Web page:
The irrational terror is impossible to describe. Often there IS no real reason for your perceived ‘crazy’ feelings, your racing heart and your over-active brain. It just IS. And it’s almost impossible to explain to anyone who hasn’t suffered from depression or anxiety.

Which is why it’s so cool that so many celebrities and high profile – high performing – successful people are coming out, and saying, “Yep. I have it too, it’s ok. You are NOT alone.”

Knowing you are not alone is one of the most comforting and reassuring feelings you can have when you realise that you (like one in four Australians) have mental health issues.

Bianca with MM’s own Mia Freedman (image supplied)

I have an Instagram page that I started last year that I am so proud of. I started it because I realised that so many celebrities and people in public positions were bullshitting to their fans on a daily basis, living this lie of a perfect life where panic attacks don’t happen and life is one big perfect round beach towel. #Sunsets and parties, and selfie perfection. It’s not relatable because it’s not real.


Amanda Seyfried often needs to drink alcohol to calm her anxiety before a live TV talk show. My old friend Ruby Rose gets terrible depression some days. Singer Demi Lovato speaks about her bipolar and how she is managing it. Amy Poehler admits to bouts of social anxiety that have “got worse over the years”. When I read that, I felt awesome. “Oh thank GOD, my favourite comedian in the whole world feels how I do when I walk into a crowded room! I feel so much better now.”

Yes, me. I speak for a living. I hosted tropfest for years in front of a live 150,000 strong crowd. I do live TV where I have no scripts. I’ve been in radio for 20 years and do most of what I do LIVE. No safety net for me!

I get anxiety talking in public, and when I share that sort of stuff, people are relieved. It’s clear that I’m not perfect and people like that. And this is why Buddy sharing this is so powerful.

No more keeping secrets. He must feel so relieved – no doubt terrified too – but relieved.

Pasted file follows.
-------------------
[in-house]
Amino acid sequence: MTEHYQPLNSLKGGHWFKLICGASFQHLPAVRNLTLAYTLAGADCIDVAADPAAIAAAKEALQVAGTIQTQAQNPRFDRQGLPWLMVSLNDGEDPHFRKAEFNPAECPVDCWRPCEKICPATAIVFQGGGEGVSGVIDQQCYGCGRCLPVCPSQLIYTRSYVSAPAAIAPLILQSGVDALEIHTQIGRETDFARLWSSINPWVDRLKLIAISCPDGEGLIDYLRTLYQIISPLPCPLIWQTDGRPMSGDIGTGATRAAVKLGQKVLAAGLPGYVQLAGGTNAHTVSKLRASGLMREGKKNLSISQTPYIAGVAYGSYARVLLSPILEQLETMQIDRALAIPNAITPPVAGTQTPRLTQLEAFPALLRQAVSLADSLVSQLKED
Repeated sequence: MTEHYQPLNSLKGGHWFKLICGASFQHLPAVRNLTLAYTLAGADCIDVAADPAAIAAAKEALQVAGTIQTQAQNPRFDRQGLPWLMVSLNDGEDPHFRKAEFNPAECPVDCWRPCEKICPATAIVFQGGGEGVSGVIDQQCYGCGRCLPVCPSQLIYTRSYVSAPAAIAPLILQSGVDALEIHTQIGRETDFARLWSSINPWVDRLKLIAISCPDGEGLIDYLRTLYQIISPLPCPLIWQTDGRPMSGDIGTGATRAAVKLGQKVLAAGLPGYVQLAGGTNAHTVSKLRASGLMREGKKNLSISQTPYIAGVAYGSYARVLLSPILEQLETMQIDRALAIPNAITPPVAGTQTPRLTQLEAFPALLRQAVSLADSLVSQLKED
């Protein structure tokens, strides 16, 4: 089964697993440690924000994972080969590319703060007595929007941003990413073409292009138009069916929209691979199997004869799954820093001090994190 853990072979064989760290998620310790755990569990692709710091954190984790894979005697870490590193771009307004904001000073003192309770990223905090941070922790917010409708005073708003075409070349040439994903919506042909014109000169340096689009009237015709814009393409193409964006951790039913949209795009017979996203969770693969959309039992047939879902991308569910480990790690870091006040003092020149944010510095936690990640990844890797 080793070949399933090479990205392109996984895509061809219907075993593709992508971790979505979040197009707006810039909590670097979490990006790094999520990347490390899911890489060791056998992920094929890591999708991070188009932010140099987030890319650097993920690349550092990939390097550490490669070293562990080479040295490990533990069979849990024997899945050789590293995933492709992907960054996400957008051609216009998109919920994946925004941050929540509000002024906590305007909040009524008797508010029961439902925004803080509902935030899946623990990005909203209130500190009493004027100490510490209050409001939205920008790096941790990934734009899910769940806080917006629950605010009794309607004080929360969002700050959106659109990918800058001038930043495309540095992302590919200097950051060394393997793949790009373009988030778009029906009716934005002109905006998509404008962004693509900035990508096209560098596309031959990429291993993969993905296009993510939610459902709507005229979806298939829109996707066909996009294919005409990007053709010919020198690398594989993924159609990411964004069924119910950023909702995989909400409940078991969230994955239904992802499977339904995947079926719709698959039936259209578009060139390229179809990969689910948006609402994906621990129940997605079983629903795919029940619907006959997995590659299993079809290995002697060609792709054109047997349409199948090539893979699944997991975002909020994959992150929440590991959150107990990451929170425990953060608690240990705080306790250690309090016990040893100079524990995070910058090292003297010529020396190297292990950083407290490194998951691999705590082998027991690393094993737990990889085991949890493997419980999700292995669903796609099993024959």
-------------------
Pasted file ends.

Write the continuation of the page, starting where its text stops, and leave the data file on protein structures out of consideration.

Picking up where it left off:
Most of Buddy’s mates had no idea he felt this way. That’s because when you come out and say, “Hey I have depression and anxiety,” some people see that as a weakness. But admitting that you do what you do, AND you struggle daily with mental ill health actually makes you a lot tougher than the masses.

It’s the tough silent battles of people all around this great country of ours that are the ones that make this so important. It needs to be discussed.

The fact that Buddy has pressed pause, at what must be a hugely stressful time for him leading into finals this weekend, is bloody awesome.


By doing something that is no doubt terrifying, Buddy is saying – IT’S OK TO NOT BE OK. And as it’s R U OK Day tomorrow, I guess it’s perfect timing to remind ourselves, and those around us, that we are not machines. We are not robots that have to ‘push through’ and ‘man-up’ just so no-one sees us crack.

Times are changing – thank GOD! Finally we are getting to a place where we can say, I AM NOT OK.

And Buddy, it is so, so fine that you are not. Yes on the field you are a beast of a human. You are truly untouchable, but you are also just a soft kid that needs to know you are cared about for more than just your wins on the field. No doubt the divinely caring, compassionate nature of your beautiful fiancé, Jesinta, has helped you realise that you are loved no matter what. No-one is going to judge you for having the balls to say, “Hey, I need to address this.”

Buddy and Jesinta (Image: Instagram)

To anyone who says ‘man-up’ or ‘but what does he have to be sad about’ (I used to work with people who still think and talk like that), please do your research. Mental illness is usually a chemical imbalance. If your teenage son got the flu or broke his leg would you suggest ‘man=up mate’?

No. You wouldn’t.

Buddy – we are all here for you. We recognise that as the ‘bulletproof’ hero of our AFL fields this must be hard. But you are paving the way for more brave young men to be able to say, “Hey – I’m not OK right now. And THAT’S OK.”